6. SY Tartof et al. Six-month effectiveness of BNT162b2 mRNA COVID-19 vaccine in a large US integrated health system: a retrospective cohort study. 2021 August 23 (preprint). Available at: https://bit.ly/3CJwzJ8. Accessed October 29, 2021.
  7. Y Goldberg et al. Waning immunity after the BNT162b2 vaccine in Israel. N Engl J Med 2021 October 27 (epub).
  8. LR Baden et al. Covid-19 in the phase 3 trial of mRNA-1273 during the Delta-variant surge. medRxiv 2021 September 22 (preprint). Available at: https://bit.ly/3Gk9q2N. Accessed October 29, 2021.
  9. J Sadoff et al. Safety and efficacy of single-dose Ad26.COV2.S vaccine against Covid-19. N Engl J Med 2021; 384:2187.
  10. JM Polinski et al. Effectiveness of the single-dose Ad26.COV2.S COVID vaccine. medRxiv 2021 September 16 (preprint). Available at: https://bit.ly/3EdYPVk. Accessed October 29, 2021.
  11. R Zhang and T Brennan. FDA review of effectiveness and safety of Janssen COVID-19 vaccine (Ad26.COV2.S) booster dose. Emergency Use Authorization amendment. Vaccines and Related Biological Products Advisory Committee Meeting. October 14-15, 2021. Available at: https://bit.ly/3k6a9eD. Accessed October 29, 2021.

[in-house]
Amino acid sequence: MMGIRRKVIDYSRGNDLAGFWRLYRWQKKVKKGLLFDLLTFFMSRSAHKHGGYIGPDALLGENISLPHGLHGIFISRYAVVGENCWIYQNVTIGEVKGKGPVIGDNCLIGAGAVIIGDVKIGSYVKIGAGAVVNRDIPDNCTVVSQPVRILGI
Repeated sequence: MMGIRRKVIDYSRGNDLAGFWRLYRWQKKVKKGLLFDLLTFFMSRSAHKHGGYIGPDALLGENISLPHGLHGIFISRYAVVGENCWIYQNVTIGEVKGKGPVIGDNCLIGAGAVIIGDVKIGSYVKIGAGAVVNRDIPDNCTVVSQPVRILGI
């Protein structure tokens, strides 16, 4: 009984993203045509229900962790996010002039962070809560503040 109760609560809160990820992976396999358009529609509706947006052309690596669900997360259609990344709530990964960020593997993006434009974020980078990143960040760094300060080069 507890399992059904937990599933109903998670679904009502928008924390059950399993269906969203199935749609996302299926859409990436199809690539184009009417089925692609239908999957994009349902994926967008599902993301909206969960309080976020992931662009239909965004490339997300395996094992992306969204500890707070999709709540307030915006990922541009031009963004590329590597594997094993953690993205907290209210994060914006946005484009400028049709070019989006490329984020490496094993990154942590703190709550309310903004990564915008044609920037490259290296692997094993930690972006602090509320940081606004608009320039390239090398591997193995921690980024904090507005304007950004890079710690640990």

12. YM Bar-On et al. Protection of BNT162b2 vaccine booster against Covid-19 in Israel. N Engl J Med 2021; 385:1393.
  13. YM Bar-On et al. Protection across age groups of BNT162b2 vaccine booster against Covid-19. medRxiv 2021 October 7 (preprint). Available at: https://bit.ly/3jy9h1Q. Accessed October 29, 2021.
  14. KE Lyke. DMID 21-0012 – heterologous platform boost study: mix and match. Vaccines and Related Biological Products Advisory Committee Meeting. October 14-15, 2021. Available at: https://bit.ly/2Zk5NcB. Accessed October 29, 2021.
  15. AM Hause et al. Safety monitoring of an additional dose of COVID-19 Vaccine — United States, August 12–September 19, 2021. MMWR Morb Mortal Wkly Rep 2021; 70:1379.
  16. J Lee. FDA review of effectiveness and safety of COMIRNATY (COVID-19 vaccine, mRNA) booster dose. Biologics License Application supplement. Vaccines and Related Biological Products Advisory Committee Meeting. September 17, 2021. Available at: https://bit. ly/2ZhqsgQ. Accessed October 29, 2021.
  17. T Mongeau. FDA review of effectiveness and safety of Moderna COVID-19 vaccine (mRNA-1273) booster dose. Emergency Use Authorization amendment. Vaccines and Related Biological Products Advisory Committee Meeting. October 14, 2021. Available at: https://bit.ly/3Be97mq. Accessed October 29, 2021.
  18. UK Medicines & Healthcare products Regulatory Agency. Coronavirus vaccine – weekly summary of Yellow Card reporting. October 21, 2021. Available at: https://bit.ly/3pFVHO1. Accessed October 29, 2021.
  19. In Brief: Booster doses of mRNA-based COVID-19 vaccines for all adults. Med Lett Drugs Ther 2021; 63:202.